More than 150,000 South Korean children of varying ages have been adopted by parents from countries outside Korea since the end of the Korean War in 1953 up to 2001, according to a Wikipedia article.
Almost two-thirds (99,061 of the total 150,349) of the adopting parents have been from the United States, including soldiers who fought in that war that separated Korea into North Korea and South Korea.
Most of the other third (45,959) of the Korean children have been adopted by couples in 18 countries of Europe, from Belgium to Sweden. Significant numbers of them (almost 28,000) have been adopted by families in France, Sweden and Denmark. Most of the balance around 5,400 children were adopted by people in Australia, Canada, New Zealand, Japan and Okinawa. An additional 8,681 Korean children were adopted in the five-year period from 2001 to 2005. No figures beyond were available.
The U.S. government requires that all overseas adoptions to this country be processed through an agency. These agencies are given certain quotas that are being reduced each year. Once the quota is reached, the agency is no longer able to submit emigration applications to the Korean government on behalf of a specific child.
Other requirements for U.S. citizens to adopt from South Korea include an age range: 25-44, must be married and have above the national level of income and in addition, cannot have more than five children, including the child to be adopted. These requirements are all in place because the South Korean government is trying to promote inner-country adoption rather than overseas.
We mention these numbers and facts to provide a background to the subject of this book, Meeting Once More, which focuses on the wide-ranging phenomenon that began in 1990 wherein large numbers of transnational adopted Korean children began going to South Korea to meet their birth parents.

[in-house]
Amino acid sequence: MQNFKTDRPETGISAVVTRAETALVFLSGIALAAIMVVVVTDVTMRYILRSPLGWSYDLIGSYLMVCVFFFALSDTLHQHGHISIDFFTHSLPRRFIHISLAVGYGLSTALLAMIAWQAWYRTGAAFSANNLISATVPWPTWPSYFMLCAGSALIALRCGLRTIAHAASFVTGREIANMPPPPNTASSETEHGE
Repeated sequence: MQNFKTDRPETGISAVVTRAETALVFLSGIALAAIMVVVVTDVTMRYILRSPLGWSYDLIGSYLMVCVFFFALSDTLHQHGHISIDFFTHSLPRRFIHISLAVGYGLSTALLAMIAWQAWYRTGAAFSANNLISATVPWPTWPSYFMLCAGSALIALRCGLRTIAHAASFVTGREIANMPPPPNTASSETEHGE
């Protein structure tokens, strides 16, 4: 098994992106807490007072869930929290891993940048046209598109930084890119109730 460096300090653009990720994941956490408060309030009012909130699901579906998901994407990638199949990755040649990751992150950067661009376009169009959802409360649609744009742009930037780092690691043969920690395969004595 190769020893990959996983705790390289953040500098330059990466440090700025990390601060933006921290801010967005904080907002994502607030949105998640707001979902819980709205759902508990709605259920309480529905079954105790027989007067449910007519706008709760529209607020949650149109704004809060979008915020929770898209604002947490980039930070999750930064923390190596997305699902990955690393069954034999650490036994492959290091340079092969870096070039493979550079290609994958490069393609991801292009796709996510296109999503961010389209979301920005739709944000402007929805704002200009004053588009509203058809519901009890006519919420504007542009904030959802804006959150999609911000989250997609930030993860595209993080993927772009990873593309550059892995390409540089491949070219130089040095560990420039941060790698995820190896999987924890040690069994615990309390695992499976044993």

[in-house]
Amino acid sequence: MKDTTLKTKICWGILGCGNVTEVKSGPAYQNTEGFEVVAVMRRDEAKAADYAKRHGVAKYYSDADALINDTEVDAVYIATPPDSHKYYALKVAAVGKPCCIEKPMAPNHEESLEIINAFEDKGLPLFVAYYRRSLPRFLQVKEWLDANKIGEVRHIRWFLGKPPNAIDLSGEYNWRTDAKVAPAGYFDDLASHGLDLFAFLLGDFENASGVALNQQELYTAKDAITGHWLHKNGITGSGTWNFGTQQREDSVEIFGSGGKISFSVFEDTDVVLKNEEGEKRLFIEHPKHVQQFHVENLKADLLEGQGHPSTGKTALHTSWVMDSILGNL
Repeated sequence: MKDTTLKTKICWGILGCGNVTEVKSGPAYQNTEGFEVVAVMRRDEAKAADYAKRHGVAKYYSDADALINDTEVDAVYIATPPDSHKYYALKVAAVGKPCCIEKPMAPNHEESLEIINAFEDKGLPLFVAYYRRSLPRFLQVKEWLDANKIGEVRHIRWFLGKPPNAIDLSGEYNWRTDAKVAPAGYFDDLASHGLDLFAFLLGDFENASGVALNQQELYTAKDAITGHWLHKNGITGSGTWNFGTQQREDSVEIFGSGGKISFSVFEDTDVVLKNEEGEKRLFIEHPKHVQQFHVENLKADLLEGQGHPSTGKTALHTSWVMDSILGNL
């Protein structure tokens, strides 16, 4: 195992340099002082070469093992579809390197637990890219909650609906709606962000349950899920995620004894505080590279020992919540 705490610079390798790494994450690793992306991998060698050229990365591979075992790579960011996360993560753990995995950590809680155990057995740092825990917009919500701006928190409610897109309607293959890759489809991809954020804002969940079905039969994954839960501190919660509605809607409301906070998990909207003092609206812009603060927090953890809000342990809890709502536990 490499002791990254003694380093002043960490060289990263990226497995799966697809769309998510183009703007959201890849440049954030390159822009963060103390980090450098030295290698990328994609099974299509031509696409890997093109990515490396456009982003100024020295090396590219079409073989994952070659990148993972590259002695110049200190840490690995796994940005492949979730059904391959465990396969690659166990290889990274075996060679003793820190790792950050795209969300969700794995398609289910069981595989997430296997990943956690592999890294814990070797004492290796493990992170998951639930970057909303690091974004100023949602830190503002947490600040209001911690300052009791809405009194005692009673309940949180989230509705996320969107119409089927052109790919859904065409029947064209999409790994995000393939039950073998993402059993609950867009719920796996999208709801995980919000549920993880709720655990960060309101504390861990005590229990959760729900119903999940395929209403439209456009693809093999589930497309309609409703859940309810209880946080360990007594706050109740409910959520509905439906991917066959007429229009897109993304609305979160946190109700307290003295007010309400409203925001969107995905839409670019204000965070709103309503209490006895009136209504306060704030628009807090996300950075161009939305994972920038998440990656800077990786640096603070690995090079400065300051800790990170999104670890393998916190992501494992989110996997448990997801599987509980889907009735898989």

The author Elise Prebin was herself a Korea-born adoptee of French parents. She spent two years in South Korea doing ethnographic research in preparation for writing this book. She also obtained a lot of material for it through an analysis of a very popular Korean television program (with high ratings) entitled “I Want to See This Person Again” which reunites families, sometimes for the first time on this show. Prebin writes that these first-time encounters have been accorded “national significance.”
She acknowledges that while existing studies of transnational adoption focus on what she calls the first half of this process – first world, educated parents choosing to adopt a foreign child, her book hopes to provide insight on the second half, which is the actual experience of adopted children visiting their birth country and birth parents: that first “moment of recognition” by birth parents of their child who was adopted and the “reaffirmation of ties between children and their birth families.”
Any form of first-hand experience of rare events is valuable to our deeper understanding of a given situation. The material in this book includes personal encounters by the author of Korean children meeting their birth parents. So in that respect, this book adds value to our knowledge of transnational adoption beyond what is available in other books before this one was published and distributed.
Aside from what you will find in this book, Prebin provides us a wealth of information on the many aspects of transnational adoption in a lengthy 24-page Notes section and an extensive Bibliography.
Elise Prebin was born in South Korea in 1978 and was raised in France. She obtained her PhD at the University of Paris Quest-Nanterre la Defense in social anthropology in 2006, was a postdoctoral fellow and lecturer at Harvard University from 2007 to 2009, and served as an assistance professor at Hanyang University in South Korea from 2010 to 2011. She is now an independent scholar and lives in New York City with her husband and daughter.